But Doc’s far-ranging influence goes well beyond just folk and bluegrass. Exhibit A to that effect would be I Am a Pilgrim: Doc Watson at 100 (FLi Records/Budde Music), a multi-artist tribute compilation released around the time of Watson’s birthday last month. I Am a Pilgrim has contributions from a lot of the artists you’d expect covering songs associated with Watson, starting with Douglas in the first-track pole position with “Shady Grove.” Also present are Dolly Parton with the Tom Paxton composition “The Last Thing on My Mind,” Steve Earle rambling through Mississippi John Hurt’s “Make Me a Pallet,” Rosanne Cash singing a lovely version of the title track, Watson’s longtime accompanist Jack Lawrence picking “Florida Blues” and Punch Brothers guitarist Chris Eldridge giving “Little Sadie” a soulful turn.
The album includes a fair amount of less likely contributors, too, including the American bluesman Corey Harris, West African guitarist Lionel Loueke, Tom Waits sideman Marc Ribot and electric slide guitarist Ariel Posen. The latter gives the old standard “Will the Circle Be Unbroken” a sacred steel feel that would be perfect for the Sunday morning gospel set that Watson used to lead at MerleFest every year.
Perhaps no musician’s presence on I Am a Pilgrim is more unexpected than Bill Frisell, a guitarist primarily known for an avant garde strain of atmospheric jazz. John Zorn is one of his regular longtime collaborators, and Frisell never met or played with Watson. But even though he himself admits he’s not the first musician you’d think of in regards to Watson, Frisell makes for an intriguing wild card on this album, the lone artist appearing on multiple tracks. He accompanies the Tennessee singer/songwriter Valerie June on “Handsome Molly,” adding some six-string sonic fairy dust to the arrangement. And he closes the album with a lovely solo instrumental rendition of the Doc/Rosa Lee Watson co-write, “Your Lone Journey.”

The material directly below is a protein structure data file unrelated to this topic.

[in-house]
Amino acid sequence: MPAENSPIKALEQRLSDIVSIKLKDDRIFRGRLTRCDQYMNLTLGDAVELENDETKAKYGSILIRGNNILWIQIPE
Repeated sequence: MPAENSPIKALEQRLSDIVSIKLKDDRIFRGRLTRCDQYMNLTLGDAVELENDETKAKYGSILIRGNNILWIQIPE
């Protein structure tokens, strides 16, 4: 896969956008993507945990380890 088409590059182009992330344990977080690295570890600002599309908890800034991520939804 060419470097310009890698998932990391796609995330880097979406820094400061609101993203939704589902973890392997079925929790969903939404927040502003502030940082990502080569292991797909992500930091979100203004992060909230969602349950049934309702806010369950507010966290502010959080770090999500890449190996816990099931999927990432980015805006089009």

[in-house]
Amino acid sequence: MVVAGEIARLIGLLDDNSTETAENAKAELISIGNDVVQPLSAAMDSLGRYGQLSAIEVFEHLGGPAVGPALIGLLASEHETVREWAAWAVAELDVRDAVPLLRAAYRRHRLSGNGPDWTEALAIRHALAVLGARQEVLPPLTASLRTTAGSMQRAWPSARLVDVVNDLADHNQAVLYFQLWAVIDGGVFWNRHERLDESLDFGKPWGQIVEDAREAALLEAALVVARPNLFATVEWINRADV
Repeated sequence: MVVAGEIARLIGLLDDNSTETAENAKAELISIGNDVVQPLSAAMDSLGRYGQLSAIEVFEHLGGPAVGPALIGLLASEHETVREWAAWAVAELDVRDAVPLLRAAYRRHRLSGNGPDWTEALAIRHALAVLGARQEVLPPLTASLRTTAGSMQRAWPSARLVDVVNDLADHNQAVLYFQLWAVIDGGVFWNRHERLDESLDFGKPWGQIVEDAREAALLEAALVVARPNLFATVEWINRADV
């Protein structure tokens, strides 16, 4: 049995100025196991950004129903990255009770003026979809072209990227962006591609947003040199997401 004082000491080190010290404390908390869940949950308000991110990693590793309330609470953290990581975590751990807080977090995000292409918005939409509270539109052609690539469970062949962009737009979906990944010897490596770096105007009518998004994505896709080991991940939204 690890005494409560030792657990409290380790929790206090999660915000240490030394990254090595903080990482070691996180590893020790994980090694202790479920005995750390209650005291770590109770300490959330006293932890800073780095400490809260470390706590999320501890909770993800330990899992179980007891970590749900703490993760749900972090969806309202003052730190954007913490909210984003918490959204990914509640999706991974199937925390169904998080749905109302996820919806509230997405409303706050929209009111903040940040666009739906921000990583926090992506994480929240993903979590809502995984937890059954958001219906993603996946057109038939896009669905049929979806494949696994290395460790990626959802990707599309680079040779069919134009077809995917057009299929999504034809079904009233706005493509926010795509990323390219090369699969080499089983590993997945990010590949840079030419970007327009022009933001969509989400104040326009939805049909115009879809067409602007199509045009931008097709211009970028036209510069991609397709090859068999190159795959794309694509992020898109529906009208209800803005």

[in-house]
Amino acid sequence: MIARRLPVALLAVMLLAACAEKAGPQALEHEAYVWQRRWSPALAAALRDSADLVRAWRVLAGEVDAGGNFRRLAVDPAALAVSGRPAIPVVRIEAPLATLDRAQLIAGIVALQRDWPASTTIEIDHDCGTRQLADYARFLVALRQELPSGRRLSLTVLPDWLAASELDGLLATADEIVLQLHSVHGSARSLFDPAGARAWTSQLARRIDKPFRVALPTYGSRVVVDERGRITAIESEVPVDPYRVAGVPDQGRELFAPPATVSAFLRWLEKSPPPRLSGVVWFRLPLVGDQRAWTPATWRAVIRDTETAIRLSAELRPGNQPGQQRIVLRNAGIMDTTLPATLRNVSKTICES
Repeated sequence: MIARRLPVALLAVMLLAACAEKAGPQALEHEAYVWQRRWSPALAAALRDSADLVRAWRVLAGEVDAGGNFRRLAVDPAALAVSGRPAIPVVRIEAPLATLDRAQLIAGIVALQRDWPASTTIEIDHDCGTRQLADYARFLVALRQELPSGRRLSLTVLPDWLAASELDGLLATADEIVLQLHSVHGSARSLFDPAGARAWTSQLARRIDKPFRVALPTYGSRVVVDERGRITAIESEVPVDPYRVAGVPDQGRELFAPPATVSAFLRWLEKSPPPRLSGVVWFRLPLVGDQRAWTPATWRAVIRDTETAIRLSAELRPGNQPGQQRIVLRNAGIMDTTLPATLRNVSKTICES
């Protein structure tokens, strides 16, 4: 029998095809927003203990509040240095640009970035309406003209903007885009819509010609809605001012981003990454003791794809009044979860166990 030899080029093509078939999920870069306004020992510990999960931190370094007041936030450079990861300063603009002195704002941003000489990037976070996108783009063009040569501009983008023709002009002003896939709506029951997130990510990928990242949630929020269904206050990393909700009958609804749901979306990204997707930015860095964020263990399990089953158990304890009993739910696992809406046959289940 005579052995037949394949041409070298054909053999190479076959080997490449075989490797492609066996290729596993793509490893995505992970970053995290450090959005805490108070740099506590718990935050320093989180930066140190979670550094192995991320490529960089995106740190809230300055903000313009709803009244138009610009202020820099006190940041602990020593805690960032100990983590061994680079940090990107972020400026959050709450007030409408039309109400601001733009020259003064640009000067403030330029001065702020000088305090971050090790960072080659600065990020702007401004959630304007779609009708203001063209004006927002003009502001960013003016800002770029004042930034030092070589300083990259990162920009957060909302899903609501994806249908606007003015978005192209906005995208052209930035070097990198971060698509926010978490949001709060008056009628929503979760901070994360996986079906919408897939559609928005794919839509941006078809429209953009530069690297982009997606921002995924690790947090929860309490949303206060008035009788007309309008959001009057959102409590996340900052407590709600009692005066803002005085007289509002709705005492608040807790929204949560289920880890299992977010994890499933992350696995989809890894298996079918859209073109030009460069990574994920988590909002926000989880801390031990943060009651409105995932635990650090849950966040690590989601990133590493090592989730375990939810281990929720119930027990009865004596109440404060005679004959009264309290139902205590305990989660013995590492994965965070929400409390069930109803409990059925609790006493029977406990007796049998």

“For me, Doc Watson has been important even though there’s quite a few steps removed from him to me,” says Frisell. “He had extraordinary command and technique. But what attracted me the most was his spirit and the feeling that it came from such a deep, spiritual place. I’m inspired by people who find their own way. He’s the root of the tree and invented this whole world, took what was around him and made it his own. People I look up to – Thelonious Monk, John Cage, Bach, Doc Watson – somehow look through a different lens, find things the rest of us don’t see and show it to us with clarity. It inspires you to try to do something good, too.”